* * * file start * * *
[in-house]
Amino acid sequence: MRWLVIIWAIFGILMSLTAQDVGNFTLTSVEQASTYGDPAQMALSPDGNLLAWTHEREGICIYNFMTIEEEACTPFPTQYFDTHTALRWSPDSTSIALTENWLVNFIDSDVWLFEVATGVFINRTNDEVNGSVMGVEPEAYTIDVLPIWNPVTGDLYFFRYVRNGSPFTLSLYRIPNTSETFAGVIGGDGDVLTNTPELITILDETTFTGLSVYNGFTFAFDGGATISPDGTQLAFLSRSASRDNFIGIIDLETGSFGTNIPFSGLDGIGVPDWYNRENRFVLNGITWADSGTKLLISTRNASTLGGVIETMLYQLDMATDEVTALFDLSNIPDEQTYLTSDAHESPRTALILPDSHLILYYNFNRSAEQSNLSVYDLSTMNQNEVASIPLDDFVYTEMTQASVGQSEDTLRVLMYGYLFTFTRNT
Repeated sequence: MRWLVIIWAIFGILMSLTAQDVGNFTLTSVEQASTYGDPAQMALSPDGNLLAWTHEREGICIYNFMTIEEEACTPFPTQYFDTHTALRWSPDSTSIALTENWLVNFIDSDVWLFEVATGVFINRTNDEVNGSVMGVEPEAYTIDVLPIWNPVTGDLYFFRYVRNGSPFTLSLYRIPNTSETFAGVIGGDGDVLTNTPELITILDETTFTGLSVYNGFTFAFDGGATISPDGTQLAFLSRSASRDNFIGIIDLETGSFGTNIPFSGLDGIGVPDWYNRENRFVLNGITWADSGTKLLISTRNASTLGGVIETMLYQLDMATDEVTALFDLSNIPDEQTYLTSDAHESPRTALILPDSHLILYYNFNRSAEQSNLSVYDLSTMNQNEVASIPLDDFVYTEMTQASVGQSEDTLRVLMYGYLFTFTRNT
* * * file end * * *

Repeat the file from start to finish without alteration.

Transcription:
[in-house]
Amino acid sequence: MRWLVIIWAIFGILMSLTAQDVGNFTLTSVEQASTYGDPAQMALSPDGNLLAWTHEREGICIYNFMTIEEEACTPFPTQYFDTHTALRWSPDSTSIALTENWLVNFIDSDVWLFEVATGVFINRTNDEVNGSVMGVEPEAYTIDVLPIWNPVTGDLYFFRYVRNGSPFTLSLYRIPNTSETFAGVIGGDGDVLTNTPELITILDETTFTGLSVYNGFTFAFDGGATISPDGTQLAFLSRSASRDNFIGIIDLETGSFGTNIPFSGLDGIGVPDWYNRENRFVLNGITWADSGTKLLISTRNASTLGGVIETMLYQLDMATDEVTALFDLSNIPDEQTYLTSDAHESPRTALILPDSHLILYYNFNRSAEQSNLSVYDLSTMNQNEVASIPLDDFVYTEMTQASVGQSEDTLRVLMYGYLFTFTRNT
Repeated sequence: MRWLVIIWAIFGILMSLTAQDVGNFTLTSVEQASTYGDPAQMALSPDGNLLAWTHEREGICIYNFMTIEEEACTPFPTQYFDTHTALRWSPDSTSIALTENWLVNFIDSDVWLFEVATGVFINRTNDEVNGSVMGVEPEAYTIDVLPIWNPVTGDLYFFRYVRNGSPFTLSLYRIPNTSETFAGVIGGDGDVLTNTPELITILDETTFTGLSVYNGFTFAFDGGATISPDGTQLAFLSRSASRDNFIGIIDLETGSFGTNIPFSGLDGIGVPDWYNRENRFVLNGITWADSGTKLLISTRNASTLGGVIETMLYQLDMATDEVTALFDLSNIPDEQTYLTSDAHESPRTALILPDSHLILYYNFNRSAEQSNLSVYDLSTMNQNEVASIPLDDFVYTEMTQASVGQSEDTLRVLMYGYLFTFTRNT